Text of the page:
A recent survey conducted by the GMB union has brought to light the alarming levels of violence and abuse faced by ASDA workers.

According to the poll, which included responses from nearly 1,000 ASDA staff members, one in three has been attacked while on the job.

The survey details a harrowing array of incidents: workers have been bitten, stabbed, punched, and even threatened with syringes.

Many have endured spitting, broken bones, and being hit with bottles. Some employees have received death threats directed at themselves and their children.

Delivery drivers have faced dangerous situations such as being chased by people in cars and confronted by customers in the nude.

Store workers reported having items like watermelons and joints of gammon thrown at them.

Out of the 978 respondents, 339 (35%) reported experiencing verbal or physical violence in the course of their duties. Also, a staggering 58 percent indicated they had suffered injury or illness at work.

The findings of this survey was a central topic of discussion at the GMB’s annual congress in Bournemouth on the 11th June.

“These incidents are horrifying”

Nadine Houghton, GMB National Officer, expressed deep concern over the survey results, stating, “These incidents are horrifying – no one should have to suffer this kind of abuse and violence at work. But this situation is only going to get worse as staff hours are slashed, leaving fewer people in store and those who are there more vulnerable.”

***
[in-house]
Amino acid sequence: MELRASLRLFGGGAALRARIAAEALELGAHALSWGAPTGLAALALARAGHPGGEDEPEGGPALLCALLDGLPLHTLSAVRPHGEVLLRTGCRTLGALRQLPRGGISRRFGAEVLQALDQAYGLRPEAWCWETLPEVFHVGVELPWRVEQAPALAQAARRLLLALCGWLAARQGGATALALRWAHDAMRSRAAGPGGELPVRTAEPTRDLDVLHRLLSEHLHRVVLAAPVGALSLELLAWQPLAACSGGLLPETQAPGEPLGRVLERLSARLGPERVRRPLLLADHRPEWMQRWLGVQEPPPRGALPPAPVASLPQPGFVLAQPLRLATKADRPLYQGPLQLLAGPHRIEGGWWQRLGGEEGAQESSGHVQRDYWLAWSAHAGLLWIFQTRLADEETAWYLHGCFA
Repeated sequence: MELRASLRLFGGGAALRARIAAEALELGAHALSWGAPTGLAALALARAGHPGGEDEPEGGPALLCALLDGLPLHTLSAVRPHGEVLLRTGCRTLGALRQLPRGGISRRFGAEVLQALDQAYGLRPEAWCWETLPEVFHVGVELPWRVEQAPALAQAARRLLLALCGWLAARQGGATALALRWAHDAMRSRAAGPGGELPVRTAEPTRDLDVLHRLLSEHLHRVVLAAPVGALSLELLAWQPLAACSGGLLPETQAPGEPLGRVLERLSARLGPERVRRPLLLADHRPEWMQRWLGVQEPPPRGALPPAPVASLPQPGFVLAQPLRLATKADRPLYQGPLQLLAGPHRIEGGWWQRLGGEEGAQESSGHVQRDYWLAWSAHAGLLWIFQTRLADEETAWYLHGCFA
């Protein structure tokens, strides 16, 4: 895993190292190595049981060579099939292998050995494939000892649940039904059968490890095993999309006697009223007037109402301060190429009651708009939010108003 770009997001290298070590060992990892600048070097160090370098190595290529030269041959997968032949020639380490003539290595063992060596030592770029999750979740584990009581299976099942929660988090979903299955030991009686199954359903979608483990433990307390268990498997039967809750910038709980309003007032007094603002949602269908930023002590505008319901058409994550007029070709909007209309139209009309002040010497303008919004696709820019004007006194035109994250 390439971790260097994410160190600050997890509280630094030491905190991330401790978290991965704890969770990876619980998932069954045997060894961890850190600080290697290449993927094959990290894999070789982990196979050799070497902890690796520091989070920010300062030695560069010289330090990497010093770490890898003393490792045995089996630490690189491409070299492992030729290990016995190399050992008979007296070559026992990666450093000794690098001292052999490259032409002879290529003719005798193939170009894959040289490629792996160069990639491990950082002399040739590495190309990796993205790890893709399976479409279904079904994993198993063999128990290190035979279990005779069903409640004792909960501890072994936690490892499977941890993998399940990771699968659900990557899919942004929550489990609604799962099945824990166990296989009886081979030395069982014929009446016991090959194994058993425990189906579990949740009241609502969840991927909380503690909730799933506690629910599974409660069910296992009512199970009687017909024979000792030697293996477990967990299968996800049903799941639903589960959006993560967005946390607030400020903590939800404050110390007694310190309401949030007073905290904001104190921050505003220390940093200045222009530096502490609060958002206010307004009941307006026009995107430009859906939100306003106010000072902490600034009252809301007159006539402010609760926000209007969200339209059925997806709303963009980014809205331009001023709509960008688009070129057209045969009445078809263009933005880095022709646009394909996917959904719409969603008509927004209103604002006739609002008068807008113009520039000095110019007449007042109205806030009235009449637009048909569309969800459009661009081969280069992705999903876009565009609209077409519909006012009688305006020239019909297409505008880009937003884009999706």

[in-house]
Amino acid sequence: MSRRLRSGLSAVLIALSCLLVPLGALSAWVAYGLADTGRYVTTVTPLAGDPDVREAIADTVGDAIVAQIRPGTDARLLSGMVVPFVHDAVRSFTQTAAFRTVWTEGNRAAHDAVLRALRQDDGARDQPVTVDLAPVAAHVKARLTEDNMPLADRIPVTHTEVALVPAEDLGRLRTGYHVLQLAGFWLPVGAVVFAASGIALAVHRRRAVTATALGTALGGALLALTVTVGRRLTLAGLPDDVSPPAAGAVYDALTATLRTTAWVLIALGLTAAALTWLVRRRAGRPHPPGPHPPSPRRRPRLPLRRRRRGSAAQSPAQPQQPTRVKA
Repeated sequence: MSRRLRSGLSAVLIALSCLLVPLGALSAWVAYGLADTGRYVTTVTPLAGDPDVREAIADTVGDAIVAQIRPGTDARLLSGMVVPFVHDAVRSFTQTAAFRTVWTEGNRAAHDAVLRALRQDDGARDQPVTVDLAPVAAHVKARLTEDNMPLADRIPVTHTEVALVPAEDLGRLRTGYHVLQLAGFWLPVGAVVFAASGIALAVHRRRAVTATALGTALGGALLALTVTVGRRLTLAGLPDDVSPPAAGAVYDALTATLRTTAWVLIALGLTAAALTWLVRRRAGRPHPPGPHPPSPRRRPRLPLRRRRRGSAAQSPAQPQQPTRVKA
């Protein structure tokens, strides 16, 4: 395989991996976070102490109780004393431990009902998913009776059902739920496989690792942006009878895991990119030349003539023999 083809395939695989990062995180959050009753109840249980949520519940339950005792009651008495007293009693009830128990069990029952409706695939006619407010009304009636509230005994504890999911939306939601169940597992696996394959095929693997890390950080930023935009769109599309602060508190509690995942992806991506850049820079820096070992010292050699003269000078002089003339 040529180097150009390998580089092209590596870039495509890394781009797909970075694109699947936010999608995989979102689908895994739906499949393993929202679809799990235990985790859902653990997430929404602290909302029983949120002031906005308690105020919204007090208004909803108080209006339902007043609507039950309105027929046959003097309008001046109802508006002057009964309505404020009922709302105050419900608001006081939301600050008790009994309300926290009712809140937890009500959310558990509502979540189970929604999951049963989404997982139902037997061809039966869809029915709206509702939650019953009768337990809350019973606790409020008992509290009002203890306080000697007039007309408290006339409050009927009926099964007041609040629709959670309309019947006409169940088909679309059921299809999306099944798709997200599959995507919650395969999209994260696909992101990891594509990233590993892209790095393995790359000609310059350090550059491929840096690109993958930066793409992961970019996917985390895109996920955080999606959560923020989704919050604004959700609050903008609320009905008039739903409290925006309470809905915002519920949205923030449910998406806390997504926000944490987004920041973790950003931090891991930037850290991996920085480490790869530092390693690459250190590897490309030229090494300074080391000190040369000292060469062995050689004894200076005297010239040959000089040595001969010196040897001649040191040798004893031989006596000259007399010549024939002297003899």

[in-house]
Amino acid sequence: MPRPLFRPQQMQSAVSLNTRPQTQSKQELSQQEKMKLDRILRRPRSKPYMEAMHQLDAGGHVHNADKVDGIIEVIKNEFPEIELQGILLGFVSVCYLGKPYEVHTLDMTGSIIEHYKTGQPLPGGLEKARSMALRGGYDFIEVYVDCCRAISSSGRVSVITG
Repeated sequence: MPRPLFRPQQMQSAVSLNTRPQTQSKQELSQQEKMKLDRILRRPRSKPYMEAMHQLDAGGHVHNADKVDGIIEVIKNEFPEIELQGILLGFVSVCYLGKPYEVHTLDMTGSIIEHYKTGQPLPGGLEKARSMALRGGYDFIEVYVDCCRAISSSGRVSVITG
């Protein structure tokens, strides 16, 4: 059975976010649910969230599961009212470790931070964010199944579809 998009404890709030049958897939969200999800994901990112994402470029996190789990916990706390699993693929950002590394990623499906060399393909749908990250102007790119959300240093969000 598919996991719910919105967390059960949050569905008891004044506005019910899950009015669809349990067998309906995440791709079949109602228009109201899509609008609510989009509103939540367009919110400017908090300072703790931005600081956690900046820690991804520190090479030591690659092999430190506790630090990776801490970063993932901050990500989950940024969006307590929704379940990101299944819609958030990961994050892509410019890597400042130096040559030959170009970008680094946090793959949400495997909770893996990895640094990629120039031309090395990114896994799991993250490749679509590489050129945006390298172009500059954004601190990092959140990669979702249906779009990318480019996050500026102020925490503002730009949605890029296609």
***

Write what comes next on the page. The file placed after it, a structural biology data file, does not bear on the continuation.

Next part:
Houghton pointed out that an estimated eight million staff hours have been cut by ASDA as its owners, TDR Capital, strive to manage debt payments. She warned that these cuts have led to serious health and safety breaches, including fire hazards and declining hygiene standards, affecting both employees and customers.

“Asda staff on the front line and customers in the aisles are the ones who bear the brunt of this financial chicanery,” Houghton added, underscoring the urgent need for action to address these issues.

 

 

 

 

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Amelia Brand is the Editor for HRreview, and host of the HR in Review podcast series. With a Master’s degree in Legal and Political Theory, her particular interests within HR include employment law, DE&I, and wellbeing within the workplace. Prior to working with HRreview, Amelia was Sub-Editor of a magazine, and Editor of the Environmental Justice Project at University College London, writing and overseeing articles into UCL’s weekly newsletter. Her previous academic work has focused on philosophy, politics and law, with a special focus on how artificial intelligence will feature in the future.